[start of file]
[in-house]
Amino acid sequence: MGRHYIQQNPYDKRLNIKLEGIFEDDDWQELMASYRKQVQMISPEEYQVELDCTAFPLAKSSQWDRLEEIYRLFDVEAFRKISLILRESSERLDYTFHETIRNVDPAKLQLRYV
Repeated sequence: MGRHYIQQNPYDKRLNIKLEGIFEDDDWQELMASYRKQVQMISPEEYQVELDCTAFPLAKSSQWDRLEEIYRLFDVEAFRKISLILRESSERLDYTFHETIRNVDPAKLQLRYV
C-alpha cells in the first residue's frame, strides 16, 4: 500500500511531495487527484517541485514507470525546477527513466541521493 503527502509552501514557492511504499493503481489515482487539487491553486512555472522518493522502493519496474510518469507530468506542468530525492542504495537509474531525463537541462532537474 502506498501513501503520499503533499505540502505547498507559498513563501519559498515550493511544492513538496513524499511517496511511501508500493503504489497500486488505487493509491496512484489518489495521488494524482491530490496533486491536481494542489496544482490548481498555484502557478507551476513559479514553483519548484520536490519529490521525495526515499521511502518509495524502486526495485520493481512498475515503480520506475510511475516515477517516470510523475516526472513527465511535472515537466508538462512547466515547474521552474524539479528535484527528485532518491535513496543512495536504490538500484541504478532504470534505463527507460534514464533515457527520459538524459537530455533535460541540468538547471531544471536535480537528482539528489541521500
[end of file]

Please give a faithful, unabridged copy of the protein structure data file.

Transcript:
[in-house]
Amino acid sequence: MGRHYIQQNPYDKRLNIKLEGIFEDDDWQELMASYRKQVQMISPEEYQVELDCTAFPLAKSSQWDRLEEIYRLFDVEAFRKISLILRESSERLDYTFHETIRNVDPAKLQLRYV
Repeated sequence: MGRHYIQQNPYDKRLNIKLEGIFEDDDWQELMASYRKQVQMISPEEYQVELDCTAFPLAKSSQWDRLEEIYRLFDVEAFRKISLILRESSERLDYTFHETIRNVDPAKLQLRYV
C-alpha cells in the first residue's frame, strides 16, 4: 500500500511531495487527484517541485514507470525546477527513466541521493 503527502509552501514557492511504499493503481489515482487539487491553486512555472522518493522502493519496474510518469507530468506542468530525492542504495537509474531525463537541462532537474 502506498501513501503520499503533499505540502505547498507559498513563501519559498515550493511544492513538496513524499511517496511511501508500493503504489497500486488505487493509491496512484489518489495521488494524482491530490496533486491536481494542489496544482490548481498555484502557478507551476513559479514553483519548484520536490519529490521525495526515499521511502518509495524502486526495485520493481512498475515503480520506475510511475516515477517516470510523475516526472513527465511535472515537466508538462512547466515547474521552474524539479528535484527528485532518491535513496543512495536504490538500484541504478532504470534505463527507460534514464533515457527520459538524459537530455533535460541540468538547471531544471536535480537528482539528489541521500